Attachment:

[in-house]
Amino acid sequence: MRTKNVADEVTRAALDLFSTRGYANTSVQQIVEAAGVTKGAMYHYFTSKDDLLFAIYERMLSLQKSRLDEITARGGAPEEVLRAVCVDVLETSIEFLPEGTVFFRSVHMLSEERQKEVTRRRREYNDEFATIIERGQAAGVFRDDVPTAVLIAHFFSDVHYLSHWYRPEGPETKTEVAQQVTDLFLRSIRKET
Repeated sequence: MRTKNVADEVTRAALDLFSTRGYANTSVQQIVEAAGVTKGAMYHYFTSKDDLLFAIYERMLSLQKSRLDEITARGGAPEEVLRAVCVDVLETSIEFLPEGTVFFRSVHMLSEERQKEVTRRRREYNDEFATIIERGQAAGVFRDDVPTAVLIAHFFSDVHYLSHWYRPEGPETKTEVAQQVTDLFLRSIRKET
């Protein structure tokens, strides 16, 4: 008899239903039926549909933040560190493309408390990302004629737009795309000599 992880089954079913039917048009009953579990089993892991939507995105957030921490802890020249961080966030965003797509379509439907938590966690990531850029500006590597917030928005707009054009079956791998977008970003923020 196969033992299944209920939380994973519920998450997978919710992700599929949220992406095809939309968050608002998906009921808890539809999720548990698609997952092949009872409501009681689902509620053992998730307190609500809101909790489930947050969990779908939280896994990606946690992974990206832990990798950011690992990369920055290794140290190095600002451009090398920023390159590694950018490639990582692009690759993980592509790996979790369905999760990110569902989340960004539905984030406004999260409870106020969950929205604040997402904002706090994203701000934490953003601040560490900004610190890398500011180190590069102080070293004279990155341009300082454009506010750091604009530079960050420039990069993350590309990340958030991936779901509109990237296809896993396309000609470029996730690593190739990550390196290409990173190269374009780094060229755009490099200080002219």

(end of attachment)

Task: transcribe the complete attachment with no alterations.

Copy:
[in-house]
Amino acid sequence: MRTKNVADEVTRAALDLFSTRGYANTSVQQIVEAAGVTKGAMYHYFTSKDDLLFAIYERMLSLQKSRLDEITARGGAPEEVLRAVCVDVLETSIEFLPEGTVFFRSVHMLSEERQKEVTRRRREYNDEFATIIERGQAAGVFRDDVPTAVLIAHFFSDVHYLSHWYRPEGPETKTEVAQQVTDLFLRSIRKET
Repeated sequence: MRTKNVADEVTRAALDLFSTRGYANTSVQQIVEAAGVTKGAMYHYFTSKDDLLFAIYERMLSLQKSRLDEITARGGAPEEVLRAVCVDVLETSIEFLPEGTVFFRSVHMLSEERQKEVTRRRREYNDEFATIIERGQAAGVFRDDVPTAVLIAHFFSDVHYLSHWYRPEGPETKTEVAQQVTDLFLRSIRKET
């Protein structure tokens, strides 16, 4: 008899239903039926549909933040560190493309408390990302004629737009795309000599 992880089954079913039917048009009953579990089993892991939507995105957030921490802890020249961080966030965003797509379509439907938590966690990531850029500006590597917030928005707009054009079956791998977008970003923020 196969033992299944209920939380994973519920998450997978919710992700599929949220992406095809939309968050608002998906009921808890539809999720548990698609997952092949009872409501009681689902509620053992998730307190609500809101909790489930947050969990779908939280896994990606946690992974990206832990990798950011690992990369920055290794140290190095600002451009090398920023390159590694950018490639990582692009690759993980592509790996979790369905999760990110569902989340960004539905984030406004999260409870106020969950929205604040997402904002706090994203701000934490953003601040560490900004610190890398500011180190590069102080070293004279990155341009300082454009506010750091604009530079960050420039990069993350590309990340958030991936779901509109990237296809896993396309000609470029996730690593190739990550390196290409990173190269374009780094060229755009490099200080002219």